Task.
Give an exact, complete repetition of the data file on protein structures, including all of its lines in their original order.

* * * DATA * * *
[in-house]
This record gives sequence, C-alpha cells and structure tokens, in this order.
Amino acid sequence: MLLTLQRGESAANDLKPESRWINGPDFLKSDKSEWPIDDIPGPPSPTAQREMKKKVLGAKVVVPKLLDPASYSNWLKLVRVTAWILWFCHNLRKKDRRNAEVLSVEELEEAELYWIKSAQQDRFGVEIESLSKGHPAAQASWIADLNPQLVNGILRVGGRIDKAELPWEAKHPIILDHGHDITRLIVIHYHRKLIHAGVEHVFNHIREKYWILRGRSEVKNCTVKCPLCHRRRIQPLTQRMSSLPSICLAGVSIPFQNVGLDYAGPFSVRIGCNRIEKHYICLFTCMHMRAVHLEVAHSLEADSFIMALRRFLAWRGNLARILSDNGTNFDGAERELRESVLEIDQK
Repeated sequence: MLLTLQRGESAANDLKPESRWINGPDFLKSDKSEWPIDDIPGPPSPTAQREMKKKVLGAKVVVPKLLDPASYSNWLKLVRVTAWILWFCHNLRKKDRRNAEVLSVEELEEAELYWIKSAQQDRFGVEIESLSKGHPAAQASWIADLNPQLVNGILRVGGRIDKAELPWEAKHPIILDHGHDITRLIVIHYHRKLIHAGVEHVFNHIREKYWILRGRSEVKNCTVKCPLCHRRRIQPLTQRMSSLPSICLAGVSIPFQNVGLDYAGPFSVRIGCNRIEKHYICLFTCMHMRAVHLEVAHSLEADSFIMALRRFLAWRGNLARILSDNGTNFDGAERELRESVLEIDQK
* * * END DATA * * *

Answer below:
[in-house]
This record gives sequence, C-alpha cells and structure tokens, in this order.
Amino acid sequence: MLLTLQRGESAANDLKPESRWINGPDFLKSDKSEWPIDDIPGPPSPTAQREMKKKVLGAKVVVPKLLDPASYSNWLKLVRVTAWILWFCHNLRKKDRRNAEVLSVEELEEAELYWIKSAQQDRFGVEIESLSKGHPAAQASWIADLNPQLVNGILRVGGRIDKAELPWEAKHPIILDHGHDITRLIVIHYHRKLIHAGVEHVFNHIREKYWILRGRSEVKNCTVKCPLCHRRRIQPLTQRMSSLPSICLAGVSIPFQNVGLDYAGPFSVRIGCNRIEKHYICLFTCMHMRAVHLEVAHSLEADSFIMALRRFLAWRGNLARILSDNGTNFDGAERELRESVLEIDQK
Repeated sequence: MLLTLQRGESAANDLKPESRWINGPDFLKSDKSEWPIDDIPGPPSPTAQREMKKKVLGAKVVVPKLLDPASYSNWLKLVRVTAWILWFCHNLRKKDRRNAEVLSVEELEEAELYWIKSAQQDRFGVEIESLSKGHPAAQASWIADLNPQLVNGILRVGGRIDKAELPWEAKHPIILDHGHDITRLIVIHYHRKLIHAGVEHVFNHIREKYWILRGRSEVKNCTVKCPLCHRRRIQPLTQRMSSLPSICLAGVSIPFQNVGLDYAGPFSVRIGCNRIEKHYICLFTCMHMRAVHLEVAHSLEADSFIMALRRFLAWRGNLARILSDNGTNFDGAERELRESVLEIDQK